Today, the Democratic Members of the House Select Committee on the Climate Crisis released an impressive report outlining how Congress should set a net-zero by 2050 goal for the United States and legislative recommendations to get there. Among the many recommendations for sector-by-sector regulations and subsidies, the report has a short section on carbon pricing. In it, the authors recommend seven principles for how Congress should implement a carbon price. Each is listed in italics below, with an initial response on how that consideration can be met by existing carbon tax designs. 

Congress should establish a carbon pricing system designed to achieve America’s economy-wide greenhouse gas emissions reduction goal of net-zero by no later than 2050. 

One of the chief concerns about carbon pricing is if it will be sufficient to meet the ambitious emissions target of net-zero by 2050. This line hints at the need for emissions certainty, as in a cap-and-trade system. But even carbon tax policies can include mechanisms for achieving emissions certainty, which adjust prices or revenue allocation when national emissions do not fall in line with expectations, and support for these mechanisms is common in industry coalitions (CEO Climate Dialogue, Climate Leadership Council). Early versions of these mechanisms are included in several of the bipartisan bills that have been introduced in the House (the SWAP Act, the MARKET CHOICE Act, or the Energy Innovation and Carbon Dividend Act) and in Senate legislation

Congress should consider a carbon price as only one tool to complement a suite of policies to achieve deep pollution reductions and strengthen community resilience to climate impacts. Carbon pricing is not a silver bullet.

Silver bullet or not, there are powerful arguments for putting a carbon price at the center of climate mitigation strategies. Congress has clear constitutional authority to levy taxes. A carbon tax is economically efficient and does not discriminate between industries based on their technical capacity to decarbonize or geographical or political influence. Firms pay based on the carbon-intensity of their production. Meanwhile, it clearly demonstrates practical ambition internationally by setting a public price instead of relying on complex regulations. And with a relatively low administrative burden at the Treasury, the carbon tax frees up other agencies (DOE, EPA, FERC, and others) to implement complementary efforts.

Lastly, a carbon price is unique in its ability to raise revenue that can lower the costs imposed on households, smooth the energy transition, and invest in innovation or infrastructure. The revenue point is critical if Congress wants to use all the building blocks to assemble a national climate policy. For example, the MARKET CHOICE Act uses a small portion of carbon tax revenue to support innovation in carbon capture and storage–and is more generous than any previous piece of legislation.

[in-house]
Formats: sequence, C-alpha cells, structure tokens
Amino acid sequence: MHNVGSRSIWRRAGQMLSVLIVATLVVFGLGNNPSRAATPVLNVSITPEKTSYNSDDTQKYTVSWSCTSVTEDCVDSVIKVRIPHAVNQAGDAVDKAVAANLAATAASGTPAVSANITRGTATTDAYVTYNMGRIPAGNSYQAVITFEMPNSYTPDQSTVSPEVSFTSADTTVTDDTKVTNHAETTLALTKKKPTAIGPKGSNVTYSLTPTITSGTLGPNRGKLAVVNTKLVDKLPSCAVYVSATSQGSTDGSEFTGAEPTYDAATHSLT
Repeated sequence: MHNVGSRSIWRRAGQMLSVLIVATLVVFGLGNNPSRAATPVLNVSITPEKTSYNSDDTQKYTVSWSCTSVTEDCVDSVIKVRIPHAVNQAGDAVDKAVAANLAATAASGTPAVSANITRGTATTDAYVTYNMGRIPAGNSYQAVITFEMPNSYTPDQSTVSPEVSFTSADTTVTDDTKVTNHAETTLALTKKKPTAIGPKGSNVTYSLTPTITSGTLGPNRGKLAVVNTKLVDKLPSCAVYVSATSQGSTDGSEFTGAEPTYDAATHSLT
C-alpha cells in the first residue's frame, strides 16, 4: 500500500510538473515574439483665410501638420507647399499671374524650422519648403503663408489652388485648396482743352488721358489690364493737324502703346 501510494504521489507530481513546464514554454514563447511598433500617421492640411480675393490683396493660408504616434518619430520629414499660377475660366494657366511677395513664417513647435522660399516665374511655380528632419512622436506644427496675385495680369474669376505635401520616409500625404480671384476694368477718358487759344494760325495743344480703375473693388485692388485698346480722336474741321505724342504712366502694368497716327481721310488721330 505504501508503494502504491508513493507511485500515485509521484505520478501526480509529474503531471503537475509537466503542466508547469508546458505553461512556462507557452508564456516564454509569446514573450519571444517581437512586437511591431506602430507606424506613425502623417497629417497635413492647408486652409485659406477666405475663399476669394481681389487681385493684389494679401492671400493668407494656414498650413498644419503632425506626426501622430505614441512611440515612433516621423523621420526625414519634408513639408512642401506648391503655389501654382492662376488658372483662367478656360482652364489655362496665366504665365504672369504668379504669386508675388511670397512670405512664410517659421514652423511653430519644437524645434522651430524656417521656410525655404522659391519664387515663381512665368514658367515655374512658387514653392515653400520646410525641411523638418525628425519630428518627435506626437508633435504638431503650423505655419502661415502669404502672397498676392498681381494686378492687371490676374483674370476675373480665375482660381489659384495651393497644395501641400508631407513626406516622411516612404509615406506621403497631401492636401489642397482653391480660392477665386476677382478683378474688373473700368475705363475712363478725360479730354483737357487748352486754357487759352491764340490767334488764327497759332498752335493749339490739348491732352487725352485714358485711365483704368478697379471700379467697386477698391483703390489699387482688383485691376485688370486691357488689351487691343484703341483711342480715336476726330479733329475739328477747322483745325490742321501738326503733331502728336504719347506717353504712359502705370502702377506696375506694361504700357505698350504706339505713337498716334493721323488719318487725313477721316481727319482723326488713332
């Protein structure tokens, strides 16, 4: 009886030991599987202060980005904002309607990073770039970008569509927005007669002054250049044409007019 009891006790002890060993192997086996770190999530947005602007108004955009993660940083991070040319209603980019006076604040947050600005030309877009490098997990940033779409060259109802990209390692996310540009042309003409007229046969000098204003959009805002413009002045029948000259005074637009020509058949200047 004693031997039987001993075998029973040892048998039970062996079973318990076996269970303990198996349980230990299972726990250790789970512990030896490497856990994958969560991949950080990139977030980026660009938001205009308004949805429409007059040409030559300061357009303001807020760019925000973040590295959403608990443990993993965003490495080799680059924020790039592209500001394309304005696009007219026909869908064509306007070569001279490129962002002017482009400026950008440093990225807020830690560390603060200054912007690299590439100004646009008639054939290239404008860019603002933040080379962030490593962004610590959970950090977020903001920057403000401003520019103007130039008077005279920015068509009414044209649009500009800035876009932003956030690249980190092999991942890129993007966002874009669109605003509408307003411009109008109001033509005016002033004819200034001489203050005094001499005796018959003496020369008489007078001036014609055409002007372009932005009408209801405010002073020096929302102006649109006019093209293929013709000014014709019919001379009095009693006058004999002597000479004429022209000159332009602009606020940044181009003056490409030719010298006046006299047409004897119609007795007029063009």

Congress should ensure that energy-intensive, trade-exposed domestic industries that are working to reduce pollution remain on a level playing field with foreign competitors that use dirtier technologies. 

Provisions to avoid disadvantaging domestic industry with a carbon price, and prevent leakage of emissions to other countries, are a canonical piece of carbon pricing policies. As my colleague Shuting Pomerleau has written, a carbon tax bolstered by a border adjustment would level the playing field for domestic producers in domestic and international markets. It will also provide a powerful diplomatic signal for other countries that might otherwise want to free-ride on unilateral policies out of the U.S. 

Congress should ensure low-and moderate-income households benefit from a national carbon price. 

The effect that carbon pricing will have on the energy bills and, therefore, the pocketbooks of lower- and middle-income Americans is cited on the left and right as a reason to avoid a carbon tax. But it is also a concern that is immediately answerable by policy design. My colleague Ed Dolan has done a deep dive into how different rebates and tax swaps can make a carbon tax beneficial to low- and moderate-income households. And the bills in the House of Representatives each set aside revenues for rebates to low-income households, reductions in the payroll tax, or dividends to households. Even in the case that most carbon tax revenue is used for investment–as in the Market Choice Act–low and middle-income households (particularly young households) see net gains throughout their lives.